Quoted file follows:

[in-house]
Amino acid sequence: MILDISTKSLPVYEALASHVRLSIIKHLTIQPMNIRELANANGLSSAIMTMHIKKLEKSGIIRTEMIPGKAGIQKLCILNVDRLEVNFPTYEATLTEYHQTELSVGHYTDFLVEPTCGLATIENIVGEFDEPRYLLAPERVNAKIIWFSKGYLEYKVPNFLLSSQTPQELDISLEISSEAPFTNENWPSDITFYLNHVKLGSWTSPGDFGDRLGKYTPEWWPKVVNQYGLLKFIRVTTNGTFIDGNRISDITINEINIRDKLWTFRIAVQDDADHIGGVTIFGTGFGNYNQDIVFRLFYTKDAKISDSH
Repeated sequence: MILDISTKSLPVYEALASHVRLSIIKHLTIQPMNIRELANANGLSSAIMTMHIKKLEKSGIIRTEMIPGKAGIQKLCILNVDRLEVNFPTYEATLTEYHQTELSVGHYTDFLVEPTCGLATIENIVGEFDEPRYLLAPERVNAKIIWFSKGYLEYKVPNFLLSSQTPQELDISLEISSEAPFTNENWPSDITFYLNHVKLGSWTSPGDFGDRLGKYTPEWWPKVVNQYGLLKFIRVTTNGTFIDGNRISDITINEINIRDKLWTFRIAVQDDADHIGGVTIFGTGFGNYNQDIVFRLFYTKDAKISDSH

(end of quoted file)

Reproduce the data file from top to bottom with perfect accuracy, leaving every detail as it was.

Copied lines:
[in-house]
Amino acid sequence: MILDISTKSLPVYEALASHVRLSIIKHLTIQPMNIRELANANGLSSAIMTMHIKKLEKSGIIRTEMIPGKAGIQKLCILNVDRLEVNFPTYEATLTEYHQTELSVGHYTDFLVEPTCGLATIENIVGEFDEPRYLLAPERVNAKIIWFSKGYLEYKVPNFLLSSQTPQELDISLEISSEAPFTNENWPSDITFYLNHVKLGSWTSPGDFGDRLGKYTPEWWPKVVNQYGLLKFIRVTTNGTFIDGNRISDITINEINIRDKLWTFRIAVQDDADHIGGVTIFGTGFGNYNQDIVFRLFYTKDAKISDSH
Repeated sequence: MILDISTKSLPVYEALASHVRLSIIKHLTIQPMNIRELANANGLSSAIMTMHIKKLEKSGIIRTEMIPGKAGIQKLCILNVDRLEVNFPTYEATLTEYHQTELSVGHYTDFLVEPTCGLATIENIVGEFDEPRYLLAPERVNAKIIWFSKGYLEYKVPNFLLSSQTPQELDISLEISSEAPFTNENWPSDITFYLNHVKLGSWTSPGDFGDRLGKYTPEWWPKVVNQYGLLKFIRVTTNGTFIDGNRISDITINEINIRDKLWTFRIAVQDDADHIGGVTIFGTGFGNYNQDIVFRLFYTKDAKISDSH